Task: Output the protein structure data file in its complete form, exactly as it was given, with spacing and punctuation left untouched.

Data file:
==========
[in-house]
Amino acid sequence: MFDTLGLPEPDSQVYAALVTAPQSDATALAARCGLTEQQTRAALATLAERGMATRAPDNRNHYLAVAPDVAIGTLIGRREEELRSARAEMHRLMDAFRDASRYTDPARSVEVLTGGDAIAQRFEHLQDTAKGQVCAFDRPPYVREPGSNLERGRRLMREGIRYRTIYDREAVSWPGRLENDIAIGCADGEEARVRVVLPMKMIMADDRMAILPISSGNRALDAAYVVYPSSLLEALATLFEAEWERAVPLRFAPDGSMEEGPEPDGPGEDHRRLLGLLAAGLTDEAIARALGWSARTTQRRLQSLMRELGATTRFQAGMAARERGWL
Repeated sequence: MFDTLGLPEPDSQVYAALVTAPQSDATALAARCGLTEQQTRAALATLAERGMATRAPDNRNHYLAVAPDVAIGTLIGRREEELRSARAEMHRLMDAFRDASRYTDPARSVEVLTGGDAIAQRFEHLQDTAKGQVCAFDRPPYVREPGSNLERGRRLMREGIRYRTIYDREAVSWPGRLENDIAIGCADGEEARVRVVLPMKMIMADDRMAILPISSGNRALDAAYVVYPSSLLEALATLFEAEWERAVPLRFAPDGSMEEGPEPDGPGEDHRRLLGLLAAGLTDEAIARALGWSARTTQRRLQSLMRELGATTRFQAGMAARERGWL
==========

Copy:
[in-house]
Amino acid sequence: MFDTLGLPEPDSQVYAALVTAPQSDATALAARCGLTEQQTRAALATLAERGMATRAPDNRNHYLAVAPDVAIGTLIGRREEELRSARAEMHRLMDAFRDASRYTDPARSVEVLTGGDAIAQRFEHLQDTAKGQVCAFDRPPYVREPGSNLERGRRLMREGIRYRTIYDREAVSWPGRLENDIAIGCADGEEARVRVVLPMKMIMADDRMAILPISSGNRALDAAYVVYPSSLLEALATLFEAEWERAVPLRFAPDGSMEEGPEPDGPGEDHRRLLGLLAAGLTDEAIARALGWSARTTQRRLQSLMRELGATTRFQAGMAARERGWL
Repeated sequence: MFDTLGLPEPDSQVYAALVTAPQSDATALAARCGLTEQQTRAALATLAERGMATRAPDNRNHYLAVAPDVAIGTLIGRREEELRSARAEMHRLMDAFRDASRYTDPARSVEVLTGGDAIAQRFEHLQDTAKGQVCAFDRPPYVREPGSNLERGRRLMREGIRYRTIYDREAVSWPGRLENDIAIGCADGEEARVRVVLPMKMIMADDRMAILPISSGNRALDAAYVVYPSSLLEALATLFEAEWERAVPLRFAPDGSMEEGPEPDGPGEDHRRLLGLLAAGLTDEAIARALGWSARTTQRRLQSLMRELGATTRFQAGMAARERGWL